Tuesday, November 06, 2012

Argumentum Ad

Conservatives insist that welfare programs sap initiative and corrupt society: the dole (to use the old word for it) is poison. If so, the poor can be thankful that these days the drug is only distributed in homeopathic doses. But that’s the government’s welfare program. There is another form of welfare, a private system that really does create a dependency problem and its administered on a mass basis for many hours every day.  I refer, of course, to advertising. In exchange for purportedly free entertainment and news, business interests get the right to marinate the public in propaganda. For some reason, the Conservatives never denounce the bad effects of this kind of welfare, though it has obviously created a culture of dependency with far reaching consequences, especially for public health.

I suppose I could be taxed with hypocrisy for suggesting that there might be something problematic about advertising. I’ve written hundreds of ads and never lost a moment’s sleep worrying about the morality of doing so. In my defense, the ads I wrote were attempts to get customers to buy the product of my company rather than that of another. The consumers of scientific software are going to use some program or other to do linear programming, and you sell to such knowledgeable folks by efficiently informing them what your product actually does. Even in the pages of technical journals, sex and sizzle help—hence my long and unavailing campaign to get Scientific American to put out a swimsuit issue—but it’s the specs that close the deal. Most of the ads that pay for freebee television shows aren’t like that. They don’t inform people about a product that will satisfy a need; they seek to create a demand. You don’t sell Camels; you sell smoking. Too bad the Seven Deadly Sins don’t pay for the ads directly. It would make things clearer.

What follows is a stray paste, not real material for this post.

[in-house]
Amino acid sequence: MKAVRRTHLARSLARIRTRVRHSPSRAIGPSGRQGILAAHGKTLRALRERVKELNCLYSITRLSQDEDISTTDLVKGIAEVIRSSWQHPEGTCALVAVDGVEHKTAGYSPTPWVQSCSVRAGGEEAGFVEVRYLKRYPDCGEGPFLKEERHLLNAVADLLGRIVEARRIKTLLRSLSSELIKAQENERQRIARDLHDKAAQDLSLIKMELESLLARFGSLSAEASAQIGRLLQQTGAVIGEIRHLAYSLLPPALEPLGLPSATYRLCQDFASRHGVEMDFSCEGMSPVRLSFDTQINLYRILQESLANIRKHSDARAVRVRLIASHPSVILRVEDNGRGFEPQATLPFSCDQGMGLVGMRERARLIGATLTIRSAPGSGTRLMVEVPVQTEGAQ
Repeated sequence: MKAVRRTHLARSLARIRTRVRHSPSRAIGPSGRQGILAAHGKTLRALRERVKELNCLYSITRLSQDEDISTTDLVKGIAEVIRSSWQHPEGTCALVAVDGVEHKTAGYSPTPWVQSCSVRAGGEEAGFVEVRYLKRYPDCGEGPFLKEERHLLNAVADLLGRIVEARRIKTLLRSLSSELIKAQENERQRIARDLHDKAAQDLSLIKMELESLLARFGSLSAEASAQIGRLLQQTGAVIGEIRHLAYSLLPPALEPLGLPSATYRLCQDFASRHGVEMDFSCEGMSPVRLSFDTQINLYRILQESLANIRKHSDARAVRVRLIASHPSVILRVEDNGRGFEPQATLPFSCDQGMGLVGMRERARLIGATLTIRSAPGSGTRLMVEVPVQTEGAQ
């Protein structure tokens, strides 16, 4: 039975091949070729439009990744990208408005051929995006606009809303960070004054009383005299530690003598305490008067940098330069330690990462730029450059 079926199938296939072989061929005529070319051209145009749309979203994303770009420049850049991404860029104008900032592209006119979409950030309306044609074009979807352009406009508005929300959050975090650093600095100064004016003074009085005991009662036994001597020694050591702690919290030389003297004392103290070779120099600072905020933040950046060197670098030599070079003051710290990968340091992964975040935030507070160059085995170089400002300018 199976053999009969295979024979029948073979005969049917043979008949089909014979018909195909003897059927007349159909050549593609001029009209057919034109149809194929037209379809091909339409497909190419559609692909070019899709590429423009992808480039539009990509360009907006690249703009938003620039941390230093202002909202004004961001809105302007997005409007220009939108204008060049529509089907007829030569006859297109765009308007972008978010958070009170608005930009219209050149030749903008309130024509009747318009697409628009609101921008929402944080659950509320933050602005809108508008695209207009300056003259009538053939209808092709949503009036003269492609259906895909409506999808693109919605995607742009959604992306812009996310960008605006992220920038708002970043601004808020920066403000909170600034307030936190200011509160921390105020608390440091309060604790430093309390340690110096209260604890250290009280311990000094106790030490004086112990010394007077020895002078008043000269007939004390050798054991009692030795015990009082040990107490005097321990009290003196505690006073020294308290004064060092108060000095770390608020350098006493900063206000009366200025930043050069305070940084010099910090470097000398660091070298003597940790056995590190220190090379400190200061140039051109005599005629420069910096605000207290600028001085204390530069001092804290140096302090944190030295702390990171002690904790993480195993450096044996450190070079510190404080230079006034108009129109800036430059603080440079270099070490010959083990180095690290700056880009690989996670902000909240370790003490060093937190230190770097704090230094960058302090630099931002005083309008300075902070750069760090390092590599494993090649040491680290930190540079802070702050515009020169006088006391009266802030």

Now a case can certainly be made for the private welfare system called advertising, just as a case can be made for public welfare. Like most features of the real world, both of these institutions are sometimes beneficial and sometimes not. Long before Keynes, advertising was stimulating economic growth by the creation of artificial demand; and absent advertising, it is hard to believe that a system built on gluttony, lust, and vanity could endure. The economic historians point out that it was the desire for a host of unnecessary luxuries that set off what they call the Industrious Revolution that preceded and made possible the subsequent Industrial Revolution. Eighteenth Century ad execs were responsible for much of that, even paying poets to insert puffs for various commercial products into their epics.

O! she was perfect past all parallel
Of any modern female saint's comparison;
So far above the cunning powers of hell,       
Her guardian angel had given up his garrison
Even her minutest motions went as well
As those of the best time-piece made by Harrison:
In virtues nothing earthly could surpass her,     
Save thine 'incomparable oil,' Macassar!

I confess that I’m not puritan enough to want to live in a world without fripperies.  Nevertheless, although I’m spoiled by the free candy of the commercial welfare system myself, I’d like to think that I’m a rational enough hedonist not to reach for that last little wafer. I wish we were more aware of the downsides of the system. We used to be more aware of the problems. You can laugh the quaintness of the world of the 50s and 60s, but at least they had Mad in the era of Mad Men. A sustained critique of advertising now is hard to image. Who would sponsor it?

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